Horn of Africa: Latest Update

19 September, 2011
Malnourished child receives treatment in Ethiopian camp, July 2011. Credit: OCHA/Jiro Ose
Malnourished child receives treatment in Ethiopian camp, July 2011. Credit: OCHA/Jiro Ose

With the recent declaration of famine in a sixth area of southern Somalia, people continue to move into Mogadishu, Ethiopia and Kenya in search of help. While mortality and malnutrition rates among people arriving in the Dollo Ado camp in Ethiopia remain alarming, the latest Horn of Africa Crisis situation report notes that arrivals are slowing down. For example, nearly 5,000 people moved to Mogadishu in August compared to at least 28,000 new arrivals in July.

In southern Somalia, humanitarian organizations have managed to reach a larger number of people in need in the last two months. In August food assistance reached nearly double the 730,000 people reached in July.  However, the highly insecure environment continues to hamper relief efforts, and an increase in the number of measles and Acute Watery Diarrhea (AWD) cases has been reported.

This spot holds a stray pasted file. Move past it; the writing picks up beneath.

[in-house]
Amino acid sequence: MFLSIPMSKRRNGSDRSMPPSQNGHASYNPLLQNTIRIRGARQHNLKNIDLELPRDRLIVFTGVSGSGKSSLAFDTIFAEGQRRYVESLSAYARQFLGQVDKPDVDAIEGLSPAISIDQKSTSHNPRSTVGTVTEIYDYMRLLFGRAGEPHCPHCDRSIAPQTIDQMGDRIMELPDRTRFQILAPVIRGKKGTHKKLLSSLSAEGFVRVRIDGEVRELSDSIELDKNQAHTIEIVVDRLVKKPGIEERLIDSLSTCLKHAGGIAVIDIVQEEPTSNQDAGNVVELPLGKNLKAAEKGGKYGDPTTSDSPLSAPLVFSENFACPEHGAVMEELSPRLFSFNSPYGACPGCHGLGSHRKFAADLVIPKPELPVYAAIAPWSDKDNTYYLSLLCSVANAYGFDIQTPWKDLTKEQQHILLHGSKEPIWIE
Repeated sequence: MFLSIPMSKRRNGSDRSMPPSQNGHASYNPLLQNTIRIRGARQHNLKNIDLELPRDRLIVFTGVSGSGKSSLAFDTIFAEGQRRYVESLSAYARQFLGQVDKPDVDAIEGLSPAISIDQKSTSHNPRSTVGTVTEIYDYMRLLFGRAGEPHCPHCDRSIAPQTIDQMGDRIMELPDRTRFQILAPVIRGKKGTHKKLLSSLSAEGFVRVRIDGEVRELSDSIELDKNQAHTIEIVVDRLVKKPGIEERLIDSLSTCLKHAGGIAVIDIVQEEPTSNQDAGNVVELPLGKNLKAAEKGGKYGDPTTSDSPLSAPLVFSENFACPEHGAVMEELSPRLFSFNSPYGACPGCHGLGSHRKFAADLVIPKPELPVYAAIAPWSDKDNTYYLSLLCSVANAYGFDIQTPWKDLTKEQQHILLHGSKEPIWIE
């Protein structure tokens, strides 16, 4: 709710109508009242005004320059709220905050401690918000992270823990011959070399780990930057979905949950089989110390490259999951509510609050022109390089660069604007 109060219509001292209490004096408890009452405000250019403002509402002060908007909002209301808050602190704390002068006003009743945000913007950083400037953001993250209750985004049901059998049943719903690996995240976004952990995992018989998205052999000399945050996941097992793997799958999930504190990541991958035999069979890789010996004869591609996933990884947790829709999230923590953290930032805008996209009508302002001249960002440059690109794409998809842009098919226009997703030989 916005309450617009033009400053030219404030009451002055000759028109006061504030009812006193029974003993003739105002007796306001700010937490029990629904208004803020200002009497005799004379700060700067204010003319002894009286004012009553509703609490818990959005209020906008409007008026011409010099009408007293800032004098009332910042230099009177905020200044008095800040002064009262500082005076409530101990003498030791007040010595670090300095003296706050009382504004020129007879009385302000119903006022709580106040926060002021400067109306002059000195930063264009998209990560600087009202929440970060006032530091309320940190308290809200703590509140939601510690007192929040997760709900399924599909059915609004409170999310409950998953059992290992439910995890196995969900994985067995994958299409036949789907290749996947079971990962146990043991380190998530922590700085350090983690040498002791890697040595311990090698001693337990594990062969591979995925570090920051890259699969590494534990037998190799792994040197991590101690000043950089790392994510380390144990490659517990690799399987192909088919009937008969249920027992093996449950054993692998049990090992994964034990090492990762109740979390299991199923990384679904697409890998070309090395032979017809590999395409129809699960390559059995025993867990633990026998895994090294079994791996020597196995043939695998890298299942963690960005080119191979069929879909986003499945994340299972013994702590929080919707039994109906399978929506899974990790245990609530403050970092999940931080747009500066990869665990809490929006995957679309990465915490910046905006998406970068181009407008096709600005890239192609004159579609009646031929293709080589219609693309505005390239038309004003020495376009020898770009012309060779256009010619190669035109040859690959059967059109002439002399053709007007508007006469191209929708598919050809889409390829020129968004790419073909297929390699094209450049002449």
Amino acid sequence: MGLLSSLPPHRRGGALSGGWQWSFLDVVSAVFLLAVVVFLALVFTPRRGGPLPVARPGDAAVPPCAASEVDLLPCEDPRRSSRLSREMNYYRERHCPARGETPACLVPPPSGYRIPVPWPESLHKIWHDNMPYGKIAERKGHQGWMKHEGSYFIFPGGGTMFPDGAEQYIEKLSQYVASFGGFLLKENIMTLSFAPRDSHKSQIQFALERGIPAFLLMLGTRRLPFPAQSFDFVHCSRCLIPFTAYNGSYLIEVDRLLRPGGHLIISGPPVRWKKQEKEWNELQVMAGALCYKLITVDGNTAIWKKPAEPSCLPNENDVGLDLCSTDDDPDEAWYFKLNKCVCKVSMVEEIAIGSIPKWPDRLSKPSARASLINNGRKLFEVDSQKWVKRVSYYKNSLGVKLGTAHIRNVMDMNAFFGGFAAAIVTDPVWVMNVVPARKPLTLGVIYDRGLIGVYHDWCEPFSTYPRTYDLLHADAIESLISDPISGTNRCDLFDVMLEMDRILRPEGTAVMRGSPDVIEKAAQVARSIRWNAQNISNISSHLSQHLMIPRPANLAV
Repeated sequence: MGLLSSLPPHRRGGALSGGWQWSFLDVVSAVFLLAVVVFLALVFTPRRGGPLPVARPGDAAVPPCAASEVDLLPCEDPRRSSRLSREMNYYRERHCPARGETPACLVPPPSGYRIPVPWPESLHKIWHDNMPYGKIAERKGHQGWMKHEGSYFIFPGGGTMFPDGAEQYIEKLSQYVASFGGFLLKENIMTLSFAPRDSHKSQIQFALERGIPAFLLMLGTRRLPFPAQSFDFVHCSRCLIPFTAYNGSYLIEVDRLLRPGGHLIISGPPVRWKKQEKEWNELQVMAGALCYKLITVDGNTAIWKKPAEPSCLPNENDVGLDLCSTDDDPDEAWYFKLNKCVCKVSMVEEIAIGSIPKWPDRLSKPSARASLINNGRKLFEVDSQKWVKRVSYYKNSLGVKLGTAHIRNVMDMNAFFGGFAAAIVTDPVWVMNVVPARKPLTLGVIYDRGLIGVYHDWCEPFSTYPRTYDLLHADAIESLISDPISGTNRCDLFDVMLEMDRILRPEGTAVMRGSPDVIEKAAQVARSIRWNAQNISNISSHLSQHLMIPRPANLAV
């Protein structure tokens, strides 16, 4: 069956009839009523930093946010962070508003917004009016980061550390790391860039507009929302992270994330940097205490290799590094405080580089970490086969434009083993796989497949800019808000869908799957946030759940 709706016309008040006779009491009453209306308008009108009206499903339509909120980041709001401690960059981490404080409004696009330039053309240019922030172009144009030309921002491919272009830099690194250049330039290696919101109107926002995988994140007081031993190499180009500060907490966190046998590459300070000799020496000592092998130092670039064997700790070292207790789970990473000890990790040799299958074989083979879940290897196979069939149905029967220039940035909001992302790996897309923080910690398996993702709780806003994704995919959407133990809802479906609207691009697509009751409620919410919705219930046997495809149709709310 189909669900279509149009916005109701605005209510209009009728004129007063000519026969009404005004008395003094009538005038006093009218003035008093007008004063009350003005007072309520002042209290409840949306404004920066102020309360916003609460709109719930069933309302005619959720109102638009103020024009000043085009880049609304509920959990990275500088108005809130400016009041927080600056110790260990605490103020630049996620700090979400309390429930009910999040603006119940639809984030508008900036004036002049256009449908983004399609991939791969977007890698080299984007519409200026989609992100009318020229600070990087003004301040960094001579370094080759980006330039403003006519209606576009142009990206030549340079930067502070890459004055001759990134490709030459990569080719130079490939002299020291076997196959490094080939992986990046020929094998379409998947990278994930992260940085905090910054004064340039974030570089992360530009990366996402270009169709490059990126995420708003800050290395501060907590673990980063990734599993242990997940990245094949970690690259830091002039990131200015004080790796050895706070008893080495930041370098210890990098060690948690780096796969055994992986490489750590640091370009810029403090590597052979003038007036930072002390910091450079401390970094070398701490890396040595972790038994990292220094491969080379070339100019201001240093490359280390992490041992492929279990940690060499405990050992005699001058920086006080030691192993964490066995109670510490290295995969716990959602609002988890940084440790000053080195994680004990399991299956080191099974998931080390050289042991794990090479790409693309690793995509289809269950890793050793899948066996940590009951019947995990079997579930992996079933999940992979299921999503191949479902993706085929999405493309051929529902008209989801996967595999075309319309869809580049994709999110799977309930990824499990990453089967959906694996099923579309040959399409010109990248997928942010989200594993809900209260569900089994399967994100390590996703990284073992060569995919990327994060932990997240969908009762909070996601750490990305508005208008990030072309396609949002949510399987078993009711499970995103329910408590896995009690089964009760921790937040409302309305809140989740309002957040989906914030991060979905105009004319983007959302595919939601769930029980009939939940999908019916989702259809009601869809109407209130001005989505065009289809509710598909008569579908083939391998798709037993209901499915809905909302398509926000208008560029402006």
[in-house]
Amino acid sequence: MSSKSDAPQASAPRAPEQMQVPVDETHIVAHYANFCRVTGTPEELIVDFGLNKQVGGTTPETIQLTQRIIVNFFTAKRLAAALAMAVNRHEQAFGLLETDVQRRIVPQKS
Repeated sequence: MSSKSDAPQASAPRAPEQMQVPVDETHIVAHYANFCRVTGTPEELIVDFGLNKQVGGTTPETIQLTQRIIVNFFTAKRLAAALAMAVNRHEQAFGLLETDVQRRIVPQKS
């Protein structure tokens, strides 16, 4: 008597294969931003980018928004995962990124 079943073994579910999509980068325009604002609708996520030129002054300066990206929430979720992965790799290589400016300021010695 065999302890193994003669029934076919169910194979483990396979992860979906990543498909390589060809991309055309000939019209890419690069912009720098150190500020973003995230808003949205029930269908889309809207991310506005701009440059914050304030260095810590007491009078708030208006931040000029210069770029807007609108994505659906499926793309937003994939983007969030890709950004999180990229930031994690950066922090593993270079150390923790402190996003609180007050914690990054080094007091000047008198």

UNHCR reports a drop in crude mortality rate from 3.9 per 10,000 per day to 2.0 per 10,000 per day among people living in the Kobe camp in Ethiopia, although this is still above the emergency threshold. The volatile security situation in Sudan’s Blue Nile State is also driving refugees into Ethiopia.

In western Kenya, humanitarian agencies have begun developing contingency plans for floods after weeks of above average rainfall has caused flooding in the Lake Victoria region, damaging infrastructure, displacing people and destroying crops. FEWS NET says additional rains could further worsen conditions.

Some 20 to 30 per cent of Kenyan pastoralists have lost all their livestock due to the drought. Their livestock, already weakened by long distance trekking and lack of pasture and water are also more susceptible to diseases and parasites with the onset of rains.  However, food insecurity is expected to only slightly improve during the short rains as recovery will require more than one good rainy season.

More>> OCHA Horn of Africa Crisis Situation Report #14   [15 Sept 2011]